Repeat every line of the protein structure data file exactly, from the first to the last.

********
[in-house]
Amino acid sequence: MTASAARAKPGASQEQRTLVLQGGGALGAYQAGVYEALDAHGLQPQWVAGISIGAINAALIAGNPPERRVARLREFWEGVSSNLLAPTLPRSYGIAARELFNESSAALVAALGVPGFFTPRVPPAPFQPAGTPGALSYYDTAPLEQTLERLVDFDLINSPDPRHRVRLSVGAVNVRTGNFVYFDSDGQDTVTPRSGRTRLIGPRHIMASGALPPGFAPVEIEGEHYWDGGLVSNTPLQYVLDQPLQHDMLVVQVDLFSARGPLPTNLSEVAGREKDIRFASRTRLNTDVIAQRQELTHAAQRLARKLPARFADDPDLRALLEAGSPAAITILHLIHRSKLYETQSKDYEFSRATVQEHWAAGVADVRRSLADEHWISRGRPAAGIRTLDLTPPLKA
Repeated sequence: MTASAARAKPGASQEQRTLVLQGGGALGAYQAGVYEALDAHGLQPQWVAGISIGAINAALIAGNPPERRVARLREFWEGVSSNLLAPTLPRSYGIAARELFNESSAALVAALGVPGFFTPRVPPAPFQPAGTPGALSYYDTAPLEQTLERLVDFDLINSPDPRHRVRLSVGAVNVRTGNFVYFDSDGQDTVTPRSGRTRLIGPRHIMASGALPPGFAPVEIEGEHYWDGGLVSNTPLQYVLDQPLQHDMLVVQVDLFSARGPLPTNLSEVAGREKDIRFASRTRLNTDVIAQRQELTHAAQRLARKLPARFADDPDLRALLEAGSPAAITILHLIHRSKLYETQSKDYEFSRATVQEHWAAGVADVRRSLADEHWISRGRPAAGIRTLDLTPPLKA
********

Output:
[in-house]
Amino acid sequence: MTASAARAKPGASQEQRTLVLQGGGALGAYQAGVYEALDAHGLQPQWVAGISIGAINAALIAGNPPERRVARLREFWEGVSSNLLAPTLPRSYGIAARELFNESSAALVAALGVPGFFTPRVPPAPFQPAGTPGALSYYDTAPLEQTLERLVDFDLINSPDPRHRVRLSVGAVNVRTGNFVYFDSDGQDTVTPRSGRTRLIGPRHIMASGALPPGFAPVEIEGEHYWDGGLVSNTPLQYVLDQPLQHDMLVVQVDLFSARGPLPTNLSEVAGREKDIRFASRTRLNTDVIAQRQELTHAAQRLARKLPARFADDPDLRALLEAGSPAAITILHLIHRSKLYETQSKDYEFSRATVQEHWAAGVADVRRSLADEHWISRGRPAAGIRTLDLTPPLKA
Repeated sequence: MTASAARAKPGASQEQRTLVLQGGGALGAYQAGVYEALDAHGLQPQWVAGISIGAINAALIAGNPPERRVARLREFWEGVSSNLLAPTLPRSYGIAARELFNESSAALVAALGVPGFFTPRVPPAPFQPAGTPGALSYYDTAPLEQTLERLVDFDLINSPDPRHRVRLSVGAVNVRTGNFVYFDSDGQDTVTPRSGRTRLIGPRHIMASGALPPGFAPVEIEGEHYWDGGLVSNTPLQYVLDQPLQHDMLVVQVDLFSARGPLPTNLSEVAGREKDIRFASRTRLNTDVIAQRQELTHAAQRLARKLPARFADDPDLRALLEAGSPAAITILHLIHRSKLYETQSKDYEFSRATVQEHWAAGVADVRRSLADEHWISRGRPAAGIRTLDLTPPLKA